“He was behind an oak tree. I got my .308 up. He would have to step into a small opening and that would be the only place I could get a shot before he stepped off into the swamp. The wind was blowing over my right shoulder at about 8 mph right into his face. I held that gun up for 5 minutes, I know. He finally stepped into the opening and looked right at me and alerted. I knew it would be now or never. I knew my gun was good left and right, but my gun was kind of going up and down. I shot. He whirled and ran into the bottom. I thought I had made a bad shot.”

Bill decided to wait 10 minutes before getting out of the stand and looking for the buck. When he got to where the buck had been standing, he was devastated. Instead of a whole deer, he found hair, stomach contents and very little blood.

Bill called his son and they decided to wait four hours before they began their search.  All they found then was more stomach contents. They would later discover that the bullet had entered behind the shoulder and ripped open the deer’s belly like it had been sliced with a knife.

“I was sick,” Bill said. “There was no way this buck was going to make it.”

Will called a friend who had a tracking dog. I have some health problems, so I just had to sit on the truck. I finally heard the dog bark two or three times. I knew the dog had crossed the property line. We called the landowner and told him what was going on and he gave permission to continue.

“I called my wife and told her that I wish I had never pulled the trigger. I was thinking that if they don’t find the deer, I might not ever hunt again.”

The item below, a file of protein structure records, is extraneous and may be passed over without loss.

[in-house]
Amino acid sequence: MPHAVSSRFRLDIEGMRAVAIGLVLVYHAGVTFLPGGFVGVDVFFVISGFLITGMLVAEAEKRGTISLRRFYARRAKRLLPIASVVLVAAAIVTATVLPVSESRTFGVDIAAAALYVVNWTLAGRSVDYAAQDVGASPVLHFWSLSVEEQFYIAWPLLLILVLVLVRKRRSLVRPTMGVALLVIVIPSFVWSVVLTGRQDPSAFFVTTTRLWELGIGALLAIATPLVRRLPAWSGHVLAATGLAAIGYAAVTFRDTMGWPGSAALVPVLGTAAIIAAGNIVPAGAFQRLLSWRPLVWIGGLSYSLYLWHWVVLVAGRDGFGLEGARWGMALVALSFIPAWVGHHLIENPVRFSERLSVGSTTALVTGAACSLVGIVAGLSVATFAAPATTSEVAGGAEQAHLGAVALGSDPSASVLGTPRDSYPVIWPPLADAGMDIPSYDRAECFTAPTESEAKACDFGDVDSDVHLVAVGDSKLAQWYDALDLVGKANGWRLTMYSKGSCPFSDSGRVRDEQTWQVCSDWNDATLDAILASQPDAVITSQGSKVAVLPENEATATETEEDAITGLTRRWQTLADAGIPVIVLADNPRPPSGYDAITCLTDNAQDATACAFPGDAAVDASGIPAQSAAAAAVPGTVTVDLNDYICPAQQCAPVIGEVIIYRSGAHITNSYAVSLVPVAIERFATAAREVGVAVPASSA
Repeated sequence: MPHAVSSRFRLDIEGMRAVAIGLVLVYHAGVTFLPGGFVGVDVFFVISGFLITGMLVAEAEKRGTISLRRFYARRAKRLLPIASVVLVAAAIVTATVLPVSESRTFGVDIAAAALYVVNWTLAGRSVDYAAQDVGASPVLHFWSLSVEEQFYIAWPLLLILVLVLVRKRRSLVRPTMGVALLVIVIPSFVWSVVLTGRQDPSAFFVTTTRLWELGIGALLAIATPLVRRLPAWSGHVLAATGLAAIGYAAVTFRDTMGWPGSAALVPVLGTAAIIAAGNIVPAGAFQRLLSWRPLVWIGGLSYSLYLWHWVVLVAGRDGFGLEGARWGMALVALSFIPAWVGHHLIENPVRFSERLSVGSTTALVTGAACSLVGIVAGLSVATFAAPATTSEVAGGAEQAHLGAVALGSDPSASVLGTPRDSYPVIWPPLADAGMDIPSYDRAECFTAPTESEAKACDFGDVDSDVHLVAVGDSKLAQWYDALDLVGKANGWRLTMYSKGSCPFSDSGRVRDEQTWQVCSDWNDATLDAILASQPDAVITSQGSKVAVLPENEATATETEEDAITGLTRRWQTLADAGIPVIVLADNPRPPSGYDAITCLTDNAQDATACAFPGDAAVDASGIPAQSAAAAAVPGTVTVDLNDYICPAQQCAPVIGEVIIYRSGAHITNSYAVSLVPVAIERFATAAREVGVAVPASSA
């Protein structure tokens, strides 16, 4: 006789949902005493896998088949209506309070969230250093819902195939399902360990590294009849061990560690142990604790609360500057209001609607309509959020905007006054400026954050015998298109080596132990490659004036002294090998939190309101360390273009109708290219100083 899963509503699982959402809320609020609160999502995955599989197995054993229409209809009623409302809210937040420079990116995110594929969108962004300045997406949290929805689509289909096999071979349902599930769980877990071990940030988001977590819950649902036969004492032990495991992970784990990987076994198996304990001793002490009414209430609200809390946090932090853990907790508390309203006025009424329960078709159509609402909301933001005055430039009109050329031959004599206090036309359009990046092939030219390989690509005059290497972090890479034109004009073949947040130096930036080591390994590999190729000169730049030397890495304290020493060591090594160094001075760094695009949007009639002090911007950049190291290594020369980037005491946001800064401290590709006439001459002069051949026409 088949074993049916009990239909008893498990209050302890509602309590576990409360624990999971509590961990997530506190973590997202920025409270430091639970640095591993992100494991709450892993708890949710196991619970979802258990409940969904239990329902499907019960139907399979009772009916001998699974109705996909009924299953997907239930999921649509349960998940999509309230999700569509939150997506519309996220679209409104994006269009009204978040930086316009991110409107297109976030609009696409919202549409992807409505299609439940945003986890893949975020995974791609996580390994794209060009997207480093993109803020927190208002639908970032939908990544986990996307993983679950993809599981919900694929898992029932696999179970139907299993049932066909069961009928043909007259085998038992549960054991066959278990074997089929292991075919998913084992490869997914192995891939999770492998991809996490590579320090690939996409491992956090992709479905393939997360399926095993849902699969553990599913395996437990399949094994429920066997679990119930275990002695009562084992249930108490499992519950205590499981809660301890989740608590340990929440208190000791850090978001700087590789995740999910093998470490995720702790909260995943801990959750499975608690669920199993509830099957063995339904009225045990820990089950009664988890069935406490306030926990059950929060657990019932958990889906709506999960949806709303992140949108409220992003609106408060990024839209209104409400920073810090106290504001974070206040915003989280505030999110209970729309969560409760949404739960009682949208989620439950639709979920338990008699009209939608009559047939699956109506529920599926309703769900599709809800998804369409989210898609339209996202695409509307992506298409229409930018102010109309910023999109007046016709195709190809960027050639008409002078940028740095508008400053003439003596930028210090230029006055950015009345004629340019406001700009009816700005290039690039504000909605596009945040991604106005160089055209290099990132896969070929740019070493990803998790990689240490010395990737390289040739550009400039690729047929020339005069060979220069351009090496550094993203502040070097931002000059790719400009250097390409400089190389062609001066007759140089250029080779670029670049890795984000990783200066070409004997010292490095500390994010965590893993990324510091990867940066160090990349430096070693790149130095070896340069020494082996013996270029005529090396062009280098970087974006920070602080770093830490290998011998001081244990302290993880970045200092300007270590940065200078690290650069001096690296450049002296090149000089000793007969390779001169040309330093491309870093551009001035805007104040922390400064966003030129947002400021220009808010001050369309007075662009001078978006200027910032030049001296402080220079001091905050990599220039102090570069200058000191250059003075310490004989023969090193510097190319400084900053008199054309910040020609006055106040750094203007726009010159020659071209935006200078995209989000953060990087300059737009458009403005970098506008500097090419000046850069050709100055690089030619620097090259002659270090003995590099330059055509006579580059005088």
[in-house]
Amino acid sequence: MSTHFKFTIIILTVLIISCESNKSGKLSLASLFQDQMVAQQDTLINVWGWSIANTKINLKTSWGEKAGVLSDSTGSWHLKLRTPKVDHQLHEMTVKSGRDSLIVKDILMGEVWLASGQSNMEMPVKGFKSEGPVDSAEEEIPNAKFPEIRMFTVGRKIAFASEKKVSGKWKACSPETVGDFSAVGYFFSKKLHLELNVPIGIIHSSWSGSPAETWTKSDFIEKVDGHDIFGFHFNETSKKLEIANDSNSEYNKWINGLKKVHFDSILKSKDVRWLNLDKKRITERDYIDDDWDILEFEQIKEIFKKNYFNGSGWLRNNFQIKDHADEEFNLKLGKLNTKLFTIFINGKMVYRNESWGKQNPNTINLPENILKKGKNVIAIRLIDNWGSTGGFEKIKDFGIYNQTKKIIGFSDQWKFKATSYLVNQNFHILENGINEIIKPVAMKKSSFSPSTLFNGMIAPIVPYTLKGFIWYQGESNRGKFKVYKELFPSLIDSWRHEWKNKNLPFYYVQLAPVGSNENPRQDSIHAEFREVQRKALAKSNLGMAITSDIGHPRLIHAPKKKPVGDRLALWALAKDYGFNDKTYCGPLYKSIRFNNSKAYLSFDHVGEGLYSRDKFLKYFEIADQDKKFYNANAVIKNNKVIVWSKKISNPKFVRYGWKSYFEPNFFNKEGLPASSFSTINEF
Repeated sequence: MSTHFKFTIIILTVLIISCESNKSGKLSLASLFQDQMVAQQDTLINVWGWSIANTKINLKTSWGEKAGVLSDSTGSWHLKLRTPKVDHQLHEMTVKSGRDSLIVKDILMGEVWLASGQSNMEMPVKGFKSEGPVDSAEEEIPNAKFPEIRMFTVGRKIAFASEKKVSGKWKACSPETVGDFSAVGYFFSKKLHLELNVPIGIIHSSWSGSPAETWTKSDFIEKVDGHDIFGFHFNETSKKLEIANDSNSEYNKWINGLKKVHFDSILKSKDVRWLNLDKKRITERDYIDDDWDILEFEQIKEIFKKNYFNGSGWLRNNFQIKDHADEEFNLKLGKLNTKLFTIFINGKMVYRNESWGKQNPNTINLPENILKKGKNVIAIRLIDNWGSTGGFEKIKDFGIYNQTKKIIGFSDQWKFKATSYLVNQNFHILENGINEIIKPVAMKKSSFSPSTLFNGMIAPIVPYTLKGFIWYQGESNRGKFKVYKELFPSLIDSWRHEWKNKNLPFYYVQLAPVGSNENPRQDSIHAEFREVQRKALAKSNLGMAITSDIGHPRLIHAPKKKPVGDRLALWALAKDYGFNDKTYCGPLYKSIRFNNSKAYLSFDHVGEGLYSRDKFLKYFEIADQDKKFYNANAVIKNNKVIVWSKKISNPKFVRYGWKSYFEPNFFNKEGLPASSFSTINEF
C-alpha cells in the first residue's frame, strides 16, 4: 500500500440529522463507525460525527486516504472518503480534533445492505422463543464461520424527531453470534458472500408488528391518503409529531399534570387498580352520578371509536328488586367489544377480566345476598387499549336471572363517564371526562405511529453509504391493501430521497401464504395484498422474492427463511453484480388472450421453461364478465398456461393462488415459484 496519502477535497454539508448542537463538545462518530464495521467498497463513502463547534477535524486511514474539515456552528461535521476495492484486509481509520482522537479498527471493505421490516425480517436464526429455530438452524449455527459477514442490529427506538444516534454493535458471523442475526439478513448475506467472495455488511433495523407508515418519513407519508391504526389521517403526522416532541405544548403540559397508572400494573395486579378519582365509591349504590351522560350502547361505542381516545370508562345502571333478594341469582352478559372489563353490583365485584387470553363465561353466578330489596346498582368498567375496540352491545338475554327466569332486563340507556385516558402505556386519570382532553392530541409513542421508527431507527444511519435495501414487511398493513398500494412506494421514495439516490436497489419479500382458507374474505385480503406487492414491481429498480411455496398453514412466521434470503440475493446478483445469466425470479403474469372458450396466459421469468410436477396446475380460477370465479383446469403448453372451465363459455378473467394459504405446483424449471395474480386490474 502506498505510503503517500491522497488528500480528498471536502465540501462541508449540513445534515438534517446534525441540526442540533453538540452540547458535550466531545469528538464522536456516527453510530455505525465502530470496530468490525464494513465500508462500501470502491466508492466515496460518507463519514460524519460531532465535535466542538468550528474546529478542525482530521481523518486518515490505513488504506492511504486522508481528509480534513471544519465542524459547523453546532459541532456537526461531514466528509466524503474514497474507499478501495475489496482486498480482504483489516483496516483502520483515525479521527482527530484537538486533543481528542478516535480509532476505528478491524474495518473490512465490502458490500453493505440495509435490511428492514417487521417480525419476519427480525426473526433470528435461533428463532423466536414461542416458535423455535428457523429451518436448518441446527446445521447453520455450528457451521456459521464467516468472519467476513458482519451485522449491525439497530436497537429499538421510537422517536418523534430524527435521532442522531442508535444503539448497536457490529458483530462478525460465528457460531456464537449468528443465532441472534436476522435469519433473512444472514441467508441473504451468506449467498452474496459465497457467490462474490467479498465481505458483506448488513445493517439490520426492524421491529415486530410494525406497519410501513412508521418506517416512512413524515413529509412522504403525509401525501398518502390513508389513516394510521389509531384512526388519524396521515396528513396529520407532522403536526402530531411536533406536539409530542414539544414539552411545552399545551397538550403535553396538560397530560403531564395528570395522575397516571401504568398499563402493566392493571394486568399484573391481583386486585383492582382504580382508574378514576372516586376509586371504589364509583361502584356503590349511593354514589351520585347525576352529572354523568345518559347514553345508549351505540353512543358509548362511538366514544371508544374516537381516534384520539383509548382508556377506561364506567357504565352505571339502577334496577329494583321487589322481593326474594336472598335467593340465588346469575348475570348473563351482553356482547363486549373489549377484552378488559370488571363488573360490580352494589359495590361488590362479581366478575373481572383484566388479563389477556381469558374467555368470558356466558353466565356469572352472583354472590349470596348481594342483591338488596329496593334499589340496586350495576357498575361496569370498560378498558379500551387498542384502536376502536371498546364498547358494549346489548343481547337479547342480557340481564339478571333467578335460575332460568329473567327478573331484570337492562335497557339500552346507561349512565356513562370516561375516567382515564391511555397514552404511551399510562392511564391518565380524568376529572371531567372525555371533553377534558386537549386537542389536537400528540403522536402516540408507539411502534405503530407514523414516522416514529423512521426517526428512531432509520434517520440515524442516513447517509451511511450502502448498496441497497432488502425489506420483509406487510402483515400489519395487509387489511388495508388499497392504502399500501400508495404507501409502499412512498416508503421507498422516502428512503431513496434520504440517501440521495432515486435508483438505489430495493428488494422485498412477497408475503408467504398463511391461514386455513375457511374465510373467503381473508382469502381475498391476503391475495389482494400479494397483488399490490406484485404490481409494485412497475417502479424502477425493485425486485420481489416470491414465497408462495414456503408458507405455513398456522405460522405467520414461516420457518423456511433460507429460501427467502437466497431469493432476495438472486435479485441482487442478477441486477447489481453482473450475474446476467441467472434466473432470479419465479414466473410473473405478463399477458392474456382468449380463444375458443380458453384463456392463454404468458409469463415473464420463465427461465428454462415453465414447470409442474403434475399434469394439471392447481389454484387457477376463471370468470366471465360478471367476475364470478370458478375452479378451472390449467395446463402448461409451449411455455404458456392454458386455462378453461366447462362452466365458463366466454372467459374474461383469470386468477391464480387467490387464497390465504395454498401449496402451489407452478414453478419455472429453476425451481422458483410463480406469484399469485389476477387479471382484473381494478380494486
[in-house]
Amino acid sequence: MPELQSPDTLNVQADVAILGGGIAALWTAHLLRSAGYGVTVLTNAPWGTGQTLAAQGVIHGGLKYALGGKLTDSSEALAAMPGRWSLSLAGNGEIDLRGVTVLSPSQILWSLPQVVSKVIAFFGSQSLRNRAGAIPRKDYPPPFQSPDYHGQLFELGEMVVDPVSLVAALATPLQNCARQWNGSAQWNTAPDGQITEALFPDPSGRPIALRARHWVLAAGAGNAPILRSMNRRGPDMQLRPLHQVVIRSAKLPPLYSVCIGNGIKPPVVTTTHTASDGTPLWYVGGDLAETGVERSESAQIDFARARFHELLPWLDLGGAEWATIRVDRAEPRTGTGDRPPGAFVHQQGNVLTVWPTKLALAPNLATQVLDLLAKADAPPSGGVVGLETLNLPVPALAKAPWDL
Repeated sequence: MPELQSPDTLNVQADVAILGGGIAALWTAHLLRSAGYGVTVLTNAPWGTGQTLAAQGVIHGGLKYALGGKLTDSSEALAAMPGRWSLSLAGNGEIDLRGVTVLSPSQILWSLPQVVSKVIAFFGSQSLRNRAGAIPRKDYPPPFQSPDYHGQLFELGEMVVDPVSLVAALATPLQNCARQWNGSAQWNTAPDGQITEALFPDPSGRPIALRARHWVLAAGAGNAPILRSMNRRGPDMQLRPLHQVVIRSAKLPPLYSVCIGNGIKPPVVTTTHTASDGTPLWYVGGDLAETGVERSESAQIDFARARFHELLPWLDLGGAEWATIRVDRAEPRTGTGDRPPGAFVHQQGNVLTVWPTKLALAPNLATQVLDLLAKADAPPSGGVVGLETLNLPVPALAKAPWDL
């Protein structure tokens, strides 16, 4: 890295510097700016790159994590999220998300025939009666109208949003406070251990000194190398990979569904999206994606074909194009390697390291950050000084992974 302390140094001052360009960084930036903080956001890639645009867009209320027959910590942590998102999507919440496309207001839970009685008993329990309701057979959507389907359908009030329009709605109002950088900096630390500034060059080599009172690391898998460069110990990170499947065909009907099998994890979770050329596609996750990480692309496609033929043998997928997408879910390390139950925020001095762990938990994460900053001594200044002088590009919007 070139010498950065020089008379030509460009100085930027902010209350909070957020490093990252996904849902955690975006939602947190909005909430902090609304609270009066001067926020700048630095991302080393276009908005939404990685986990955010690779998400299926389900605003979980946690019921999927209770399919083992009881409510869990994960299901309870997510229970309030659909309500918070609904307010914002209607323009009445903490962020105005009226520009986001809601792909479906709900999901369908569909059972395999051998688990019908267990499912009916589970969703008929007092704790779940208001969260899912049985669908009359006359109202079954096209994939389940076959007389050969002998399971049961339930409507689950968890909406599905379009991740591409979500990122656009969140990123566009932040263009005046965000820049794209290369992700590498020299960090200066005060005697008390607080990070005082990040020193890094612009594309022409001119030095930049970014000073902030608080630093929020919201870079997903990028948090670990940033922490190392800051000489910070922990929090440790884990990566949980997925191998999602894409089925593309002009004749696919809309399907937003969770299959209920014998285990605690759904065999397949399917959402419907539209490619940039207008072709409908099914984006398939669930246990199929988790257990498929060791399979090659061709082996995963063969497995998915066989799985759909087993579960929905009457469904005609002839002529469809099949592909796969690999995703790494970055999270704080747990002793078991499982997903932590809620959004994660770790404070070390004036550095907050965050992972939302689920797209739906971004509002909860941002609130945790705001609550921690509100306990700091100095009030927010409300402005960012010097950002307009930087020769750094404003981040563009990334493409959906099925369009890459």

The dog had trailed the deer close to a mile and it had made a horseshoe-shaped run and was getting near where it had been shot. The blood was fresh and the dog was getting more excited. It was only a matter of time and the dog eventually won. At about 2 p.m., Bill had his buck of a lifetime. 

The main-frame 10-pointer has 18 total points and grosses in the low 180s.

“The taxidermist said it appeared the buck was 6 or 7 years old,” Bill said. “It had a good spread. It has to dry for 60 days before it can get an official score and I’m waiting on that.

“I know that will be the biggest buck I will ever take. It took me over 50 years of hunting to get that one.”


Colquitt County Best Bucks Of All-Time

1206 3/8 (NT)GA DNR1990ColquittGunView 
2177 4/8 Tim Carter1990ColquittGunView 
3175 4/8 John Underwood1976ColquittGunView 
4200 1/8 (NT)Jacky Stanfill2002ColquittGunView 
5172 4/8 Alan Whitaker1996ColquittGunView 
6195 3/8 (NT)Olen P. Ross1976ColquittGun
7169 Timothy Huffman1984ColquittGun
8168 3/8 Daryl Mund2016ColquittGunView 
9190 5/8 (NT)Andy Croft2021ColquittGunView 
10163 6/8 Delbert Brown1971ColquittGun


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  1. YankeeRedneck on January 20, 2022 at 10:32 pm

    Way to stick with it and what a great buck!!
    Congrats!!! If you have spent any time deer hunting we all have made a shot that we wish we could take back.And shot on your own farm makes it even more special!!!